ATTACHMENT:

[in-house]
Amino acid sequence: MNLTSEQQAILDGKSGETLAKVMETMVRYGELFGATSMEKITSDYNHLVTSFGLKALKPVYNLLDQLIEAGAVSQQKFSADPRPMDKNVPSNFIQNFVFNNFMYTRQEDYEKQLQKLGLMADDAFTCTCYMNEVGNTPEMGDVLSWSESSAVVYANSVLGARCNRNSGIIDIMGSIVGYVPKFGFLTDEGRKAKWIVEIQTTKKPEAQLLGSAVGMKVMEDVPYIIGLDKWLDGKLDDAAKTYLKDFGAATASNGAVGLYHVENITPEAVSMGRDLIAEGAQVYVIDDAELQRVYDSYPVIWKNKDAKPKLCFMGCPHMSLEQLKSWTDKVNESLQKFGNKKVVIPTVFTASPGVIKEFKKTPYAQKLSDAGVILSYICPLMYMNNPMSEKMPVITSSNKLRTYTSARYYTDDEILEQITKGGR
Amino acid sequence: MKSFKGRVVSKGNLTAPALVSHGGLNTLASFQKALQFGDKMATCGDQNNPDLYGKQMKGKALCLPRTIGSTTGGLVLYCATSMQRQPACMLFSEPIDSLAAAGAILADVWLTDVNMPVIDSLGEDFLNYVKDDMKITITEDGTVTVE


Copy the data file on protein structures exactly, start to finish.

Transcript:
[in-house]
Amino acid sequence: MNLTSEQQAILDGKSGETLAKVMETMVRYGELFGATSMEKITSDYNHLVTSFGLKALKPVYNLLDQLIEAGAVSQQKFSADPRPMDKNVPSNFIQNFVFNNFMYTRQEDYEKQLQKLGLMADDAFTCTCYMNEVGNTPEMGDVLSWSESSAVVYANSVLGARCNRNSGIIDIMGSIVGYVPKFGFLTDEGRKAKWIVEIQTTKKPEAQLLGSAVGMKVMEDVPYIIGLDKWLDGKLDDAAKTYLKDFGAATASNGAVGLYHVENITPEAVSMGRDLIAEGAQVYVIDDAELQRVYDSYPVIWKNKDAKPKLCFMGCPHMSLEQLKSWTDKVNESLQKFGNKKVVIPTVFTASPGVIKEFKKTPYAQKLSDAGVILSYICPLMYMNNPMSEKMPVITSSNKLRTYTSARYYTDDEILEQITKGGR
Amino acid sequence: MKSFKGRVVSKGNLTAPALVSHGGLNTLASFQKALQFGDKMATCGDQNNPDLYGKQMKGKALCLPRTIGSTTGGLVLYCATSMQRQPACMLFSEPIDSLAAAGAILADVWLTDVNMPVIDSLGEDFLNYVKDDMKITITEDGTVTVE